The festival also held an importance for newlywed couples.[4] Traditionally, they would worship the celestial couple for the last time and bid farewell to them (辭仙).[4] The celebration stood symbol for a happy marriage and showed that the married woman was treasured by her new family.[4]

On this day, the Chinese gaze to the sky to look for Vega and Altair shining in the Milky Way, while a third star forms a symbolic bridge between the two stars.[7] It was said that if it rains on this day that it was caused by a river sweeping away the magpie bridge or that the rain is the tears of the separated couple.[13] Based on the legend of a flock of magpies forming a bridge to reunite the couple, a pair of magpies came to symbolize conjugal happiness and faithfulness.[14]


Ladies on the ‘Night of Sevens’ Pleading for Skills by Ding Guanpeng, 1748


Interactive Google doodles have been launched since the 2009 Qixi Festival to mark the occasion. The latest was launched for the 2018 Qixi Festival.

See also[edit]


  1. ^ a b c d e Raitisoja, Geni. "Story of Qixi Festival". GBTIMES. Retrieved 16 August 2018.
  2. ^ a b c d e Zhao 2015, 13.
  3. ^ a b c d e f g h i Brown & Brown 2006, 72.
  4. ^ a b c d e Poon 2011, 100.
  5. ^ a b c d e f Melton & Baumann 2010, 912–913.
  6. ^ "Traditional Chinese Festivals - china.org.cn". www.china.org.cn. Retrieved 2019-03-06.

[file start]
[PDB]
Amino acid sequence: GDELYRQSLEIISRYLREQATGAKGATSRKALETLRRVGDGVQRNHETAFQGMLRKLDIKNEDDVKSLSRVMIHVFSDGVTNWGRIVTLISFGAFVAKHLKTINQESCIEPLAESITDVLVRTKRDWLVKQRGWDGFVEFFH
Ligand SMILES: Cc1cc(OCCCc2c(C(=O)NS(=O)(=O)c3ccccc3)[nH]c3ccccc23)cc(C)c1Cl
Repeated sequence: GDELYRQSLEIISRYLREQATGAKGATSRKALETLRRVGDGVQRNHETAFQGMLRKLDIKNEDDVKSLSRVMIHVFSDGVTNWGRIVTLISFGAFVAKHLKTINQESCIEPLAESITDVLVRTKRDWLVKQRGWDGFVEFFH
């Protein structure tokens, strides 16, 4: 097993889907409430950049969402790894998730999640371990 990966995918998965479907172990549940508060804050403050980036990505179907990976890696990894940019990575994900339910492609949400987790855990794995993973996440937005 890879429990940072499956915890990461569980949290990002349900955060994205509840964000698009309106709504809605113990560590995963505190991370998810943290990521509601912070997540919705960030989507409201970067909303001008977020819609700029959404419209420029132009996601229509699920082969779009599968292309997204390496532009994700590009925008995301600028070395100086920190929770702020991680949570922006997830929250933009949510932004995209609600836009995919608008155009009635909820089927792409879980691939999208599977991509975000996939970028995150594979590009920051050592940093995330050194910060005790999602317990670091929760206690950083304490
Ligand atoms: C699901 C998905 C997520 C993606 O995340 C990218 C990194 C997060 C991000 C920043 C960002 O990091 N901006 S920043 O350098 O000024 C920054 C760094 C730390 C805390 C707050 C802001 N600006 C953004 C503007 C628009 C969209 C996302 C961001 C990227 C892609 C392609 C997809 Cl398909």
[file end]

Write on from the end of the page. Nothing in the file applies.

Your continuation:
7. ^ a b Schomp 2009, 70.
  8. ^ Schomp 2009, 89.
  9. ^ "The Qiqiao Festival". en.chinaculture.org. Retrieved 2019-03-06.
  10. ^ Lai 1999, 191.
  11. ^ a b c d Stepanchuk & Wong 1991, 83
  12. ^ Kiang 1999, 132.
  13. ^ Stepanchuk & Wong 1991, 82
  14. ^ Welch 2008, 77.


Hard copy

  • Brown, Ju; Brown, John (2006). China, Japan, Korea: Culture and customs. North Charleston: BookSurge. ISBN 1-4196-4893-4.
  • Kiang, Heng Chye (1999). Cities of aristocrats and bureaucrats: The development of medieval Chinese cityscapes. Singapore: Singapore University Press. ISBN 9971-69-223-6.
  • Lai, Sufen Sophia (1999). "Father in Heaven, Mother in Hell: Gender politics in the creation and transformation of Mulian's mother". Presence and presentation: Women in the Chinese literati tradition. New York: St. Martin's Press. ISBN 0-312-21054-X.
  • Melton, J. Gordon; Baumann, Martin (2010). "The Double Seventh Festival". Religions of the world: A comprehensive encyclopedia of beliefs and practices (2nd ed.). Santa Barbara: ABC-CLIO. ISBN 978-1-59884-203-6.
  • Poon, Shuk-wah (2011). Negotiating religion in modern China: State and common people in Guangzhou, 1900–1937. Hong Kong: Chinese University of Hong Kong. ISBN 978-962-996-421-4.
  • Schomp, Virginia (2009). The ancient Chinese. New York: Marshall Cavendish Benchmark. ISBN 0-7614-4216-2.
  • Stepanchuk, Carol; Wong, Charles (1991). Mooncakes and hungry ghosts: Festivals of China. San Francisco: China Books & Periodicals. ISBN 0-8351-2481-9.
  • Welch, Patricia Bjaaland (2008). Chinese art: A guide to motifs and visual imagery. North Clarendon: Tuttle Publishing. ISBN 978-0-8048-3864-1.
  • Zhao, Rongguang (2015). A History of Food Culture in China. SCPG Publishing Corporation. ISBN 978-1-938368-16-5.